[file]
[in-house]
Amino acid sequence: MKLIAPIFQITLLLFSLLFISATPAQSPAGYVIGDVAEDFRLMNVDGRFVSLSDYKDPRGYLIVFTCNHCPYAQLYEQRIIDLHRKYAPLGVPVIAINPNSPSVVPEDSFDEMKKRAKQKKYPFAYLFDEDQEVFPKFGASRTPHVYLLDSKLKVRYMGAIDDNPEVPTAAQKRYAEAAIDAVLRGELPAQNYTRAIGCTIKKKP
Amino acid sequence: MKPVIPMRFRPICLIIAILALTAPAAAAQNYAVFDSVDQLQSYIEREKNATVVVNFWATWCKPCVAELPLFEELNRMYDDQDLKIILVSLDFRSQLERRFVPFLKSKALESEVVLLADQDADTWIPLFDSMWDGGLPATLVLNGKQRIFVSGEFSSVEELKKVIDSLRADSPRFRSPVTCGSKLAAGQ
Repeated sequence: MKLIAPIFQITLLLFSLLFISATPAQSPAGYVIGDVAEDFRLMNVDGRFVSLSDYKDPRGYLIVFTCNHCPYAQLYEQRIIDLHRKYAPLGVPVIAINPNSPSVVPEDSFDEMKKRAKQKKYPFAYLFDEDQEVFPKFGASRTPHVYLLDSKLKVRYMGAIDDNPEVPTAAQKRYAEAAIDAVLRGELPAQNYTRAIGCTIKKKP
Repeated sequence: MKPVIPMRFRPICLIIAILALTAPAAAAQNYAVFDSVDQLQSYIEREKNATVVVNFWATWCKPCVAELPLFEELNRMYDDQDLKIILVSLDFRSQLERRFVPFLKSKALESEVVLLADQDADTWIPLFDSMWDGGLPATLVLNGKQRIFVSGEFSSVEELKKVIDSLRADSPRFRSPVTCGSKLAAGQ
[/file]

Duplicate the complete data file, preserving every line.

[in-house]
Amino acid sequence: MKLIAPIFQITLLLFSLLFISATPAQSPAGYVIGDVAEDFRLMNVDGRFVSLSDYKDPRGYLIVFTCNHCPYAQLYEQRIIDLHRKYAPLGVPVIAINPNSPSVVPEDSFDEMKKRAKQKKYPFAYLFDEDQEVFPKFGASRTPHVYLLDSKLKVRYMGAIDDNPEVPTAAQKRYAEAAIDAVLRGELPAQNYTRAIGCTIKKKP
Amino acid sequence: MKPVIPMRFRPICLIIAILALTAPAAAAQNYAVFDSVDQLQSYIEREKNATVVVNFWATWCKPCVAELPLFEELNRMYDDQDLKIILVSLDFRSQLERRFVPFLKSKALESEVVLLADQDADTWIPLFDSMWDGGLPATLVLNGKQRIFVSGEFSSVEELKKVIDSLRADSPRFRSPVTCGSKLAAGQ
Repeated sequence: MKLIAPIFQITLLLFSLLFISATPAQSPAGYVIGDVAEDFRLMNVDGRFVSLSDYKDPRGYLIVFTCNHCPYAQLYEQRIIDLHRKYAPLGVPVIAINPNSPSVVPEDSFDEMKKRAKQKKYPFAYLFDEDQEVFPKFGASRTPHVYLLDSKLKVRYMGAIDDNPEVPTAAQKRYAEAAIDAVLRGELPAQNYTRAIGCTIKKKP
Repeated sequence: MKPVIPMRFRPICLIIAILALTAPAAAAQNYAVFDSVDQLQSYIEREKNATVVVNFWATWCKPCVAELPLFEELNRMYDDQDLKIILVSLDFRSQLERRFVPFLKSKALESEVVLLADQDADTWIPLFDSMWDGGLPATLVLNGKQRIFVSGEFSSVEELKKVIDSLRADSPRFRSPVTCGSKLAAGQ